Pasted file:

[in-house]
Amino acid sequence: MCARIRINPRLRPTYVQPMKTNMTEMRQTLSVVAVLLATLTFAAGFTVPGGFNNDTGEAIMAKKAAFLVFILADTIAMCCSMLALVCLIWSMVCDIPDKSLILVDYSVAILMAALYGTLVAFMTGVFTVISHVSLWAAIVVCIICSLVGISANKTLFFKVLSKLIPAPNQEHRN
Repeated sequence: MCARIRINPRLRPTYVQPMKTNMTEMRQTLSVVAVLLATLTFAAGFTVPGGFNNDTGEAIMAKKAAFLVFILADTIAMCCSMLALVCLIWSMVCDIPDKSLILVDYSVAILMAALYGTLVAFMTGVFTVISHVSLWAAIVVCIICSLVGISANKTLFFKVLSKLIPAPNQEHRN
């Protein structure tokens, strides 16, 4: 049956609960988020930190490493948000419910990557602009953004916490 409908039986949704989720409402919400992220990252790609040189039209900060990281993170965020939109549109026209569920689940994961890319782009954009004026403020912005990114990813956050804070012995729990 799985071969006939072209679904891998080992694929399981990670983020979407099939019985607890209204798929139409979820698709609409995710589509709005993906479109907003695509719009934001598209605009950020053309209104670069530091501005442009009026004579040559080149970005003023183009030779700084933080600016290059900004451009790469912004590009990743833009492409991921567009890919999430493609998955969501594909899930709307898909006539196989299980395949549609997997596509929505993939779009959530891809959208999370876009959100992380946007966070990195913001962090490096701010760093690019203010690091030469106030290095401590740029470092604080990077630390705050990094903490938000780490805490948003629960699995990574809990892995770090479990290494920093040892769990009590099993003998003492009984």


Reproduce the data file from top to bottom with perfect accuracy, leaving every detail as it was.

[in-house]
Amino acid sequence: MCARIRINPRLRPTYVQPMKTNMTEMRQTLSVVAVLLATLTFAAGFTVPGGFNNDTGEAIMAKKAAFLVFILADTIAMCCSMLALVCLIWSMVCDIPDKSLILVDYSVAILMAALYGTLVAFMTGVFTVISHVSLWAAIVVCIICSLVGISANKTLFFKVLSKLIPAPNQEHRN
Repeated sequence: MCARIRINPRLRPTYVQPMKTNMTEMRQTLSVVAVLLATLTFAAGFTVPGGFNNDTGEAIMAKKAAFLVFILADTIAMCCSMLALVCLIWSMVCDIPDKSLILVDYSVAILMAALYGTLVAFMTGVFTVISHVSLWAAIVVCIICSLVGISANKTLFFKVLSKLIPAPNQEHRN
């Protein structure tokens, strides 16, 4: 049956609960988020930190490493948000419910990557602009953004916490 409908039986949704989720409402919400992220990252790609040189039209900060990281993170965020939109549109026209569920689940994961890319782009954009004026403020912005990114990813956050804070012995729990 799985071969006939072209679904891998080992694929399981990670983020979407099939019985607890209204798929139409979820698709609409995710589509709005993906479109907003695509719009934001598209605009950020053309209104670069530091501005442009009026004579040559080149970005003023183009030779700084933080600016290059900004451009790469912004590009990743833009492409991921567009890919999430493609998955969501594909899930709307898909006539196989299980395949549609997997596509929505993939779009959530891809959208999370876009959100992380946007966070990195913001962090490096701010760093690019203010690091030469106030290095401590740029470092604080990077630390705050990094903490938000780490805490948003629960699995990574809990892995770090479990290494920093040892769990009590099993003998003492009984």